In this day of crime and delinquency, in this day of extended leisure, shall we not re- assess conditions, and work out a more intelligent program than we now have? Shall we not be willing to accept the philosophy of the scriptures instead of the extremist views of “Do-gooders” who have idleness, immorality and vandalism in their wake?

      When the Lord decreed against slothfulness and idleness and associated those two evils with uncleanness He pointed the way to us all.

      Why not abolish slothfulness and idleness among our young people by giving them activities and occupations which will meet the need without doing them the kind of injury against which the laws were passed?

      Is there any reason why parents cannot do the same? More than one family has moved to suburban areas where they can have a cow and a few sheep and an acre or two in truck gardens, simply because they wanted to save their boys from the curse of idleness.

      “Set in order your houses—keep slothfulness and uncleanness far from you.” (Mark E. Petersen, CN-4/8/61)

      The Welfare Program. The goal has always been to encourage individual enterprise and thrift and the establishment of people on a self-sustaining basis, rather than to encourage dependence and a looking to others for what they might properly provide for themselves. [p. 385]

      The exhilaration of spirit that has come from voluntary help to others and from sustaining themselves by their own effort has filled with a living meaning in their own lives the incontrovertibly true dictum credited to the Savior: “It is more blessed to give than to receive.” (Acts 20:35) (Albert E. Bowen, 1946, CWP-20)

      It is clear that plans which contemplate only relieving present distress are deficient. The Church has always sought to place its members in a way to help themselves, rather than adopting the method of so many charitable institutions of providing for only present needs. When the help is withdrawn or used up, more must be provided from the same sources, thus making paupers of the poor, and teaching them the incorrect principle of relying upon others’ help, instead of depending upon their own exertions. This plan has made the Latter-day Saints independent wherever they have settled. It has prevented a constant recurring of calls for help, and established permanent conditions by which the people help themselves. Our idea of charity, therefore, is to relieve present wants and then to put the poor in a way to help themselves, so that in turn they may help others. (President Joseph F. Smith, 1907, E-10:832)

      Welfare In Action. I build walls, dig ditches, make bridges, and do a great amount and variety of labour that is of but little consequence only to provide ways and means for sustaining and preserving the destitute. I annually expend hundreds and thousands of dollars almost solely to furnish employment to those in want of labour. Why? I have potatoes, flour, beef, and other articles of food, which I wish my brethren to have; and it is better for them to labour for those articles, so far as they are able and have opportunity, than to have them given to them. They work, and I deal out provisions, often when the work does not profit me. (President Brigham Young, 1860, JD-8:11-2)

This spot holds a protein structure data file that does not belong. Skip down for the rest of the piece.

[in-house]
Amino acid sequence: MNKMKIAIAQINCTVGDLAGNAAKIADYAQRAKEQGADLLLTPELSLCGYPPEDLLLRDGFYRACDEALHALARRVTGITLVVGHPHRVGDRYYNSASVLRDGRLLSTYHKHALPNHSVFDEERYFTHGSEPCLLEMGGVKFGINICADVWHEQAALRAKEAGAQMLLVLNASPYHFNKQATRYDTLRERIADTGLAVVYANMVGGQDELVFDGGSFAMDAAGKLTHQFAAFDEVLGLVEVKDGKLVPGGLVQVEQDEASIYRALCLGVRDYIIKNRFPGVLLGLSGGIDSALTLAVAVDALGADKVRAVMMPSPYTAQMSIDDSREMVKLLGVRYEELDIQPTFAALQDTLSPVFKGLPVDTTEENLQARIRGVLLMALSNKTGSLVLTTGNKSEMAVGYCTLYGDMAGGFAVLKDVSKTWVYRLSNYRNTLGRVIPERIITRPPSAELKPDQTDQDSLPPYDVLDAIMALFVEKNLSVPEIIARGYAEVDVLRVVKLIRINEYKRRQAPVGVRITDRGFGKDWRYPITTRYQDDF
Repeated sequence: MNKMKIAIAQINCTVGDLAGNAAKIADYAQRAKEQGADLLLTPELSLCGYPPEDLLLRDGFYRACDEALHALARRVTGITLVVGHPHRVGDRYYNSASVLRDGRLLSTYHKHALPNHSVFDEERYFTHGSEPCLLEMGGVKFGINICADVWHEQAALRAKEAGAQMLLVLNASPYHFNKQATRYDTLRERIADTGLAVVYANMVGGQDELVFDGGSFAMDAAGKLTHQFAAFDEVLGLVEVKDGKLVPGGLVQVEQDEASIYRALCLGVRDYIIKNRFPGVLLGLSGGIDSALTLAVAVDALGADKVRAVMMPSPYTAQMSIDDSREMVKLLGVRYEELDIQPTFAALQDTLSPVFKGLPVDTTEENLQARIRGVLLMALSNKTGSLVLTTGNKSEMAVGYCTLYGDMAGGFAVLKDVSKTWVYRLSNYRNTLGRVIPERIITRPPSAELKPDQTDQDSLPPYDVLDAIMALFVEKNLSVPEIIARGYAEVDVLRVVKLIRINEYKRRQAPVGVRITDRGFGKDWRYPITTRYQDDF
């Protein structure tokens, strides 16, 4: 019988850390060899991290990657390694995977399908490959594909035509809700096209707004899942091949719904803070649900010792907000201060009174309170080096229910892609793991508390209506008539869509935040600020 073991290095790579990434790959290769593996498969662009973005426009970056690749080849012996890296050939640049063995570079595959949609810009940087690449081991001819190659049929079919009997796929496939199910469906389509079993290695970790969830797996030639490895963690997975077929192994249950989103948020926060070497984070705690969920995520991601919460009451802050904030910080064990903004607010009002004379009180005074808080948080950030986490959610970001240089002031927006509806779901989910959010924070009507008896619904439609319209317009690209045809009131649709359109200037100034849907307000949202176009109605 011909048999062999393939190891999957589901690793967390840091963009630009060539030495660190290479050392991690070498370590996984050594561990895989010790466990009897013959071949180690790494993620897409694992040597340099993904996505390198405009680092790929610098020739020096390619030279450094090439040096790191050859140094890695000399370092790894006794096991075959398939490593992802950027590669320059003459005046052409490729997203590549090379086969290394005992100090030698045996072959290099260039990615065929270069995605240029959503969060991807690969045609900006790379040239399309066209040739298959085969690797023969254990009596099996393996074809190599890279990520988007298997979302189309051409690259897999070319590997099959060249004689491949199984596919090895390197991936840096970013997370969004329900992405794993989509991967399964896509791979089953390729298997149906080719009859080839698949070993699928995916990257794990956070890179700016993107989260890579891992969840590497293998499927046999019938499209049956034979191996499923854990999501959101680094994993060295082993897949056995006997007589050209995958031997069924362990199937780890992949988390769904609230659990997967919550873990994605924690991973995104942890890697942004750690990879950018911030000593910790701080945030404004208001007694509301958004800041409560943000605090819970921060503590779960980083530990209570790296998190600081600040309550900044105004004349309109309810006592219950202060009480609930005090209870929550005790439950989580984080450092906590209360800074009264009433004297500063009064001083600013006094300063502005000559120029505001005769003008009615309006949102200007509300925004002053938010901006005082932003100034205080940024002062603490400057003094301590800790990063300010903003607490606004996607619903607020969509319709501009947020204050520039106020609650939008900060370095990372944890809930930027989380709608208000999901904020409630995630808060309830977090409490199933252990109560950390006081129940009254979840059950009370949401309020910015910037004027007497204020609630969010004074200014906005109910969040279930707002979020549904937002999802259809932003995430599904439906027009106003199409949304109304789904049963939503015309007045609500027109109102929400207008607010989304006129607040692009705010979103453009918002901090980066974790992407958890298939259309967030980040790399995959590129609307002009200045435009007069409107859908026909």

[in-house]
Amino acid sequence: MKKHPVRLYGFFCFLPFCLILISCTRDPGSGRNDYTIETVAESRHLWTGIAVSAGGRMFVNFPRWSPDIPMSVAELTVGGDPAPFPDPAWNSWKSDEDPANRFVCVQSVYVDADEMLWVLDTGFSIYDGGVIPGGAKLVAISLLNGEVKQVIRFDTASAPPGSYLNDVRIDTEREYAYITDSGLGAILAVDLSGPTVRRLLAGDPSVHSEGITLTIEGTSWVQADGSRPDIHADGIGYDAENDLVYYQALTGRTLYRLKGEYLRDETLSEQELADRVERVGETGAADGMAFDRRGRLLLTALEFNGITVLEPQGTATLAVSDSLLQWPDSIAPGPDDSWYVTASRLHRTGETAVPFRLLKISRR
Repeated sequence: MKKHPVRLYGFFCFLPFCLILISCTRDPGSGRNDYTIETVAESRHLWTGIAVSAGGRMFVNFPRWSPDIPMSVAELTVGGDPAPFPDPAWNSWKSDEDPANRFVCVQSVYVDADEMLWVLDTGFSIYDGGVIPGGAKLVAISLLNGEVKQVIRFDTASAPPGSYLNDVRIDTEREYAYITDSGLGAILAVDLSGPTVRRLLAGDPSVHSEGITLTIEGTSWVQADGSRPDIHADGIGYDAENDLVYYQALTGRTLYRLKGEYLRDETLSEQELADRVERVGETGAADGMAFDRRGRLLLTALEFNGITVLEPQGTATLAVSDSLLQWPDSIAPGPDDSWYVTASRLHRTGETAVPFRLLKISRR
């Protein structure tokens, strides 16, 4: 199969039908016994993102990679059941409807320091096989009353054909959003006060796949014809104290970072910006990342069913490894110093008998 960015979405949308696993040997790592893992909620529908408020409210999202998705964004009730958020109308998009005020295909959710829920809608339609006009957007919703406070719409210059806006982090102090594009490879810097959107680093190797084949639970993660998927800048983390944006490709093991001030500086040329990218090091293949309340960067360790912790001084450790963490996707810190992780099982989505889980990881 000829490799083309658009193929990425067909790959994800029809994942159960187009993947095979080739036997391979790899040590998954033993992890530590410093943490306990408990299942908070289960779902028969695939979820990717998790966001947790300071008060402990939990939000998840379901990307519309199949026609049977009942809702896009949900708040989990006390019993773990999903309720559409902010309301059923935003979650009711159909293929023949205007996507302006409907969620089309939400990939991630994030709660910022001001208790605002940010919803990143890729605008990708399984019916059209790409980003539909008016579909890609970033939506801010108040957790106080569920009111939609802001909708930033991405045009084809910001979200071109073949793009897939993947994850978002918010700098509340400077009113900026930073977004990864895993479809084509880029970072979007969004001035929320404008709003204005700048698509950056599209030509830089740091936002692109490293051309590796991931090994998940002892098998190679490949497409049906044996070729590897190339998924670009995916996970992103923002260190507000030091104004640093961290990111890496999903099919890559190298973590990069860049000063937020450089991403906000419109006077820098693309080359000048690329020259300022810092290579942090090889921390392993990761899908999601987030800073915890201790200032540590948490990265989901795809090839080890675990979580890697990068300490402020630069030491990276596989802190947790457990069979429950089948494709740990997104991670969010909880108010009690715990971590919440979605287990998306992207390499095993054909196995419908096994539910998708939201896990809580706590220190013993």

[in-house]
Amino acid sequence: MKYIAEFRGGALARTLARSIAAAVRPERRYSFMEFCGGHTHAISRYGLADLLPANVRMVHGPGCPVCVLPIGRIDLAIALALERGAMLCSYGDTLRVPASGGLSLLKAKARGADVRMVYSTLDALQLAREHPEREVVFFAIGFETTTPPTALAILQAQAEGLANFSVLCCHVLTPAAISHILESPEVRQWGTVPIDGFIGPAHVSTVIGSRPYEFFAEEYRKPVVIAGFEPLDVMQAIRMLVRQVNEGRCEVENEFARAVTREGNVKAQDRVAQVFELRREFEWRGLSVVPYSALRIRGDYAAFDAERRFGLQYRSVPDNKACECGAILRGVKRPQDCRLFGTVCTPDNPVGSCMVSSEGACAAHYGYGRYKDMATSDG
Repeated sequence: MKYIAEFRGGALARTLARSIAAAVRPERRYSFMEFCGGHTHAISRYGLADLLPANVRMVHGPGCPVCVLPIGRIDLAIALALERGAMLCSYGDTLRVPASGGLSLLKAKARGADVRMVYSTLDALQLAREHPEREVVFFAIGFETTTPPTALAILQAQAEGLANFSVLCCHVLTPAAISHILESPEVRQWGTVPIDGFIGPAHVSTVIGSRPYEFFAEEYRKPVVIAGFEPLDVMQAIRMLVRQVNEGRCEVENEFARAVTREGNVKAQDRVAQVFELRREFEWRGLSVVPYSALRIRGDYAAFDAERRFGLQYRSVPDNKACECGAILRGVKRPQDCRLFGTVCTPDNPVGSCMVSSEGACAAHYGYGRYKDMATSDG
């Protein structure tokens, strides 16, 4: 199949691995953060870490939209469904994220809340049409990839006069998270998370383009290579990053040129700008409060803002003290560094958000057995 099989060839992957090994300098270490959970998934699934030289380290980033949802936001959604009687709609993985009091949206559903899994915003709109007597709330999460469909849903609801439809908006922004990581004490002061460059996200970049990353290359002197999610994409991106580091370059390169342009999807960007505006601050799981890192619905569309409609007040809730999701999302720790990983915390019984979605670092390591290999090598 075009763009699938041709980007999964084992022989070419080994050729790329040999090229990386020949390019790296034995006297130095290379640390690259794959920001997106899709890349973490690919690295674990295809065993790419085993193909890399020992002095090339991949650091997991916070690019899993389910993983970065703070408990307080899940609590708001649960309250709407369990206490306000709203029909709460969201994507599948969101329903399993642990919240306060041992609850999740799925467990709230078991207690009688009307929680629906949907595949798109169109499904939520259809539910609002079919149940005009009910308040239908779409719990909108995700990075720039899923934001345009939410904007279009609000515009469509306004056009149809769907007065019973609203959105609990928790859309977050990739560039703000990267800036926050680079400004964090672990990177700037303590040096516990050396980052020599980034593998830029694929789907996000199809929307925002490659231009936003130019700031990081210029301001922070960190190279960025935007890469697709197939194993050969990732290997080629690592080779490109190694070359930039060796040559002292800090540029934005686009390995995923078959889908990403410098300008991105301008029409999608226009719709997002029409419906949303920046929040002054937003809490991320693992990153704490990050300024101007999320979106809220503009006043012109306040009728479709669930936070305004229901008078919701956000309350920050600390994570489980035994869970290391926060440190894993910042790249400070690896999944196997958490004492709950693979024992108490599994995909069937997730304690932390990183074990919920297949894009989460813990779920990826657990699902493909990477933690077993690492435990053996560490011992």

Surely there is nothing more logical than that recipients of the benefits should contribute so far as may be to their production. That is the morals of the matter; it is simple justice and appeals strongly to the sense of fairness to which people usually respond. The contribution [p. 386] may be direct or collateral. That is to say, physical toil in the production of the specific things wanted may not always be feasible or possible. But other commensurate service may be rendered, and so far as physical and mental abilities permit, should be. The spiritual well being of the persons involved demands it; the preservation of their personal dignity, their perpetuation in growth and progress makes it imperative. (Albert E. Bowen, 1946, CWP-55)

      Don’t Give to Idler. To give to the idler is as wicked as anything else. Never give anything to the idler. “The idler in Zion shall not eat the bread of the laborer.” Well, they do eat it; but it is a commandment and a revelation as much as any other, that the idler shall not eat the bread of the laborer in Zion. No, let every one spend every hour, day, week and month in some useful and profitable employment, and then all will have their meat and clothing, and means . . . . (President Brigham Young, 1873, JD-16:19)

      My experience has taught me, and it has become a principle with me, that it is never any benefit to give, out and out, to man or woman, money, food, clothing, or anything else, if they are able-bodied, and can work and earn what they need, when there is anything on the earth for them to do.(3) This is my principle, and I try to act upon it. To pursue a contrary course would ruin any community in the world and make them idlers. People trained in this way have no interest in working; “but,” says they, “we can beg, or we can get this, that, or the other.”